clutches of eggs several months apart giving the young snails a greater chance

of survival.

Sexual maturity in Giant African Land Snails takes 6 to 16 months depending

on environmental conditions and availability of calcium. At 6 months old GALS

are around 35mm long.

In the photo of the Giant African Land Snails mating above you can see the

white male reproductive organ on the snail's neck. At the bottom of the photo

is a freshly laid clutch of snail eggs which are about 5mm long.

Giant African Land Snails are said to be able to lay up to 1,200 eggs in a year!

Giant African Snail Eggs photo by Steve Greaves Photorealism Paintings.

Giant Snail Eggs take 2 - 6 weeks to hatch. They should be kept in damp

compost and at a temperature of around 20 - 25 C.

Giant African Land Snails normally live for 5 - 6 years but they can live up to

9 years old.



Handling Giant African Land Snails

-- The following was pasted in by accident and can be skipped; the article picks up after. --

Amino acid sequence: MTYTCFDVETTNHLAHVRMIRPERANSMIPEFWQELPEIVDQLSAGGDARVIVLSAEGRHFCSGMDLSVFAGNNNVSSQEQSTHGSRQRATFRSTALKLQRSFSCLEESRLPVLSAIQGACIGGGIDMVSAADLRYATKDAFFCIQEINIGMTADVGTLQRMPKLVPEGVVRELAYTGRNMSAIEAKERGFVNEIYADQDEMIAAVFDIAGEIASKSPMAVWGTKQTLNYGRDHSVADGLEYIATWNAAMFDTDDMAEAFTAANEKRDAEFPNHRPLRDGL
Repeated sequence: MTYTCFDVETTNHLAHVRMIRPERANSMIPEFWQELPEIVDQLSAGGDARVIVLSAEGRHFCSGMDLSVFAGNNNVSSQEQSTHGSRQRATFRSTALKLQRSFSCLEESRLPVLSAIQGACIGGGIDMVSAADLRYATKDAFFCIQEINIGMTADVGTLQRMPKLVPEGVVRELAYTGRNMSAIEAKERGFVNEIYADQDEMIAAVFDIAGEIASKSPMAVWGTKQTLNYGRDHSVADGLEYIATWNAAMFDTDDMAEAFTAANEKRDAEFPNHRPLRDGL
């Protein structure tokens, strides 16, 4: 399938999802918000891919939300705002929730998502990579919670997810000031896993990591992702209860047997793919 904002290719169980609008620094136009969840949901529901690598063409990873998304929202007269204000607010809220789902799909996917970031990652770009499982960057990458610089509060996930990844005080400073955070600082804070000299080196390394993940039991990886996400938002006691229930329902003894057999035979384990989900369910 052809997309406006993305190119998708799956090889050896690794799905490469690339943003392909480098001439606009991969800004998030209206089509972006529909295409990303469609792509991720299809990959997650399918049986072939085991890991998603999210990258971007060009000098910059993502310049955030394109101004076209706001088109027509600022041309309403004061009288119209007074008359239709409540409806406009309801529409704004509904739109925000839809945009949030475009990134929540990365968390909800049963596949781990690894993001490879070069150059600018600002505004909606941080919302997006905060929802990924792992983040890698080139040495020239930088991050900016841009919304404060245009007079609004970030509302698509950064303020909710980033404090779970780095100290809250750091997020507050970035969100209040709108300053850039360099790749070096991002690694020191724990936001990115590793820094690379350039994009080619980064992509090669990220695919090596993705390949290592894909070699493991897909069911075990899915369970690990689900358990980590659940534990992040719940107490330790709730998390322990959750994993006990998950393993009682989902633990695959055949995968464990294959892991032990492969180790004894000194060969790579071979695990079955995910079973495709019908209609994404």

Giant African Land Snails enjoy being handled but should be treated with care

as their shells are quite fragile especially when young. Spray your hand with

water to make it more comfortable for the snail. If the snail is on the side of the

tank, spray water on and around the snail, ease your fingers underneath it and

lift it off gently.

Don't try to pull the snail off by its shell - you could pull it out of its shell!

Don't pick up the snail by the front growing part of the shell which is very

delicate and easily damaged.

You can clean your snail in luke warm water using a fine paint brush but be

careful not to get water into its breathing hole just inside its shell.



Interesting Giant African Land Snail Facts

Heliciculture is the farming or raising of Snails.

Malacology is the study of Molluscs / invertebrates (animals without backbones).

Conchology is the study of mollusc Shells (Molusck US spelling).

Giant African Land Snails is often abbreviated to GALS.




Photos/Pictures of Giant African Land Snails & Others

NEW! Steve Greaves

Snail Postcard on Ebay

White Lipped Banded Snail

(Cepaea hortensis)


More Snail Photos Coming Soon!


Legal note for the US.

The US Department of Agriculture (USDA) bans the importation of, and it is

illegal to possess, live Giant African Snails.